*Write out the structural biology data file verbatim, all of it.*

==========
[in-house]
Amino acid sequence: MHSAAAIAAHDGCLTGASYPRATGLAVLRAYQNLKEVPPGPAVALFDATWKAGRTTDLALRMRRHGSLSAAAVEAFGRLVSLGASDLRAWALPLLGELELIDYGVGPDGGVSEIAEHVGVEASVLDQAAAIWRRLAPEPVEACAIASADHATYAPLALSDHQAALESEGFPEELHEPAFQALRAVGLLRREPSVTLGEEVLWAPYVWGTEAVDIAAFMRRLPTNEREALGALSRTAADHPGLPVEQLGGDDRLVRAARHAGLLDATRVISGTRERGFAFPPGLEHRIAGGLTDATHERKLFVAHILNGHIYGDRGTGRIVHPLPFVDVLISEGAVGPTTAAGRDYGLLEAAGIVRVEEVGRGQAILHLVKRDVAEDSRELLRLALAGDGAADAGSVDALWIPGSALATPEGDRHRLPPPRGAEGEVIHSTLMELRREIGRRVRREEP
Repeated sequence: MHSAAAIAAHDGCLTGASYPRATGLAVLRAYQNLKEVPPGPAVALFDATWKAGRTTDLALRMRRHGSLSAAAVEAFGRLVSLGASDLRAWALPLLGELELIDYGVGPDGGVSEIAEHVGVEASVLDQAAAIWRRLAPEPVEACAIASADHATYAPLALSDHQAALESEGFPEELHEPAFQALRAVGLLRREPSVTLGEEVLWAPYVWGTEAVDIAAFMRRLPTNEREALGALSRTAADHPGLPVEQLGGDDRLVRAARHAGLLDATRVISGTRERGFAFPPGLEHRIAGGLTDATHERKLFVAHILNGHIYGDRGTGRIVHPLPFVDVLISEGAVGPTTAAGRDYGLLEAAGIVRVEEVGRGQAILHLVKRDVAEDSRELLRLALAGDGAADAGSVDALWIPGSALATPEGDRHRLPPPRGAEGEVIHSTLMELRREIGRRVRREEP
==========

[in-house]
Amino acid sequence: MHSAAAIAAHDGCLTGASYPRATGLAVLRAYQNLKEVPPGPAVALFDATWKAGRTTDLALRMRRHGSLSAAAVEAFGRLVSLGASDLRAWALPLLGELELIDYGVGPDGGVSEIAEHVGVEASVLDQAAAIWRRLAPEPVEACAIASADHATYAPLALSDHQAALESEGFPEELHEPAFQALRAVGLLRREPSVTLGEEVLWAPYVWGTEAVDIAAFMRRLPTNEREALGALSRTAADHPGLPVEQLGGDDRLVRAARHAGLLDATRVISGTRERGFAFPPGLEHRIAGGLTDATHERKLFVAHILNGHIYGDRGTGRIVHPLPFVDVLISEGAVGPTTAAGRDYGLLEAAGIVRVEEVGRGQAILHLVKRDVAEDSRELLRLALAGDGAADAGSVDALWIPGSALATPEGDRHRLPPPRGAEGEVIHSTLMELRREIGRRVRREEP
Repeated sequence: MHSAAAIAAHDGCLTGASYPRATGLAVLRAYQNLKEVPPGPAVALFDATWKAGRTTDLALRMRRHGSLSAAAVEAFGRLVSLGASDLRAWALPLLGELELIDYGVGPDGGVSEIAEHVGVEASVLDQAAAIWRRLAPEPVEACAIASADHATYAPLALSDHQAALESEGFPEELHEPAFQALRAVGLLRREPSVTLGEEVLWAPYVWGTEAVDIAAFMRRLPTNEREALGALSRTAADHPGLPVEQLGGDDRLVRAARHAGLLDATRVISGTRERGFAFPPGLEHRIAGGLTDATHERKLFVAHILNGHIYGDRGTGRIVHPLPFVDVLISEGAVGPTTAAGRDYGLLEAAGIVRVEEVGRGQAILHLVKRDVAEDSRELLRLALAGDGAADAGSVDALWIPGSALATPEGDRHRLPPPRGAEGEVIHSTLMELRREIGRRVRREEP